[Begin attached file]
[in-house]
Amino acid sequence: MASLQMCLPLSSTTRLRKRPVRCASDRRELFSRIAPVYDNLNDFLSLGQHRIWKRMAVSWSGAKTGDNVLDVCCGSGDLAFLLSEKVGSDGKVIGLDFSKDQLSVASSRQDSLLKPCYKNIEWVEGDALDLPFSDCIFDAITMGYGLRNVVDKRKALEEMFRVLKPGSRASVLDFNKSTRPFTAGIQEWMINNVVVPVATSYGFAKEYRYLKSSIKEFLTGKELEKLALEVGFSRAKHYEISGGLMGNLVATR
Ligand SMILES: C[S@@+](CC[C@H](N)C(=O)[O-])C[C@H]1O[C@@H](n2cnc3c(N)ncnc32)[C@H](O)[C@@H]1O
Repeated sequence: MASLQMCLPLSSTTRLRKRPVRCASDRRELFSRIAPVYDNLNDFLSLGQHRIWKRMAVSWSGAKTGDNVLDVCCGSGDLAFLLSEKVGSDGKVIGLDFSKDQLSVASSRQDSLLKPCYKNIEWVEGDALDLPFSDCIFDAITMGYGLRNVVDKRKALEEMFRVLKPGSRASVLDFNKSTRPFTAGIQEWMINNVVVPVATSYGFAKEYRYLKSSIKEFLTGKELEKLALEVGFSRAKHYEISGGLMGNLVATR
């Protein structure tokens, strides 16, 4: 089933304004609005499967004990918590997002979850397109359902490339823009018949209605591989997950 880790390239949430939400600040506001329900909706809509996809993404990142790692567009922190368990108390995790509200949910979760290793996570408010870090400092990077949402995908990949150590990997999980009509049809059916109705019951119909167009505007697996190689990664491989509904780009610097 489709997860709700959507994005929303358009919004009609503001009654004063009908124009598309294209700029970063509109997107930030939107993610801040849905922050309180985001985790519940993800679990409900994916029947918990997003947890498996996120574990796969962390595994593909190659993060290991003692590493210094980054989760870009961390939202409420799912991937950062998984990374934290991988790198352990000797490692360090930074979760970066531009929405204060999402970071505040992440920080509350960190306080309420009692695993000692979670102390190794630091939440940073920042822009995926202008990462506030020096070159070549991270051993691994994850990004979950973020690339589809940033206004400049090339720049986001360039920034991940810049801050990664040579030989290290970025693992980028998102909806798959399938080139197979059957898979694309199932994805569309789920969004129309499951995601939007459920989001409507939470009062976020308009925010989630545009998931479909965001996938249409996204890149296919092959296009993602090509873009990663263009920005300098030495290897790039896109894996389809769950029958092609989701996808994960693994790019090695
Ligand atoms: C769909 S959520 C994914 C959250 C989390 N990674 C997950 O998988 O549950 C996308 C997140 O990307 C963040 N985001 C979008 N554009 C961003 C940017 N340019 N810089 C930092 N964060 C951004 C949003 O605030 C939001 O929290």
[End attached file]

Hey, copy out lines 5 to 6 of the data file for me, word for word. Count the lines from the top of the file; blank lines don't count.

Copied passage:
């Protein structure tokens, strides 16, 4: 089933304004609005499967004990918590997002979850397109359902490339823009018949209605591989997950 880790390239949430939400600040506001329900909706809509996809993404990142790692567009922190368990108390995790509200949910979760290793996570408010870090400092990077949402995908990949150590990997999980009509049809059916109705019951119909167009505007697996190689990664491989509904780009610097 489709997860709700959507994005929303358009919004009609503001009654004063009908124009598309294209700029970063509109997107930030939107993610801040849905922050309180985001985790519940993800679990409900994916029947918990997003947890498996996120574990796969962390595994593909190659993060290991003692590493210094980054989760870009961390939202409420799912991937950062998984990374934290991988790198352990000797490692360090930074979760970066531009929405204060999402970071505040992440920080509350960190306080309420009692695993000692979670102390190794630091939440940073920042822009995926202008990462506030020096070159070549991270051993691994994850990004979950973020690339589809940033206004400049090339720049986001360039920034991940810049801050990664040579030989290290970025693992980028998102909806798959399938080139197979059957898979694309199932994805569309789920969004129309499951995601939007459920989001409507939470009062976020308009925010989630545009998931479909965001996938249409996204890149296919092959296009993602090509873009990663263009920005300098030495290897790039896109894996389809769950029958092609989701996808994960693994790019090695
Ligand atoms: C769909 S959520 C994914 C959250 C989390 N990674 C997950 O998988 O549950 C996308 C997140 O990307 C963040 N985001 C979008 N554009 C961003 C940017 N340019 N810089 C930092 N964060 C951004 C949003 O605030 C939001 O929290």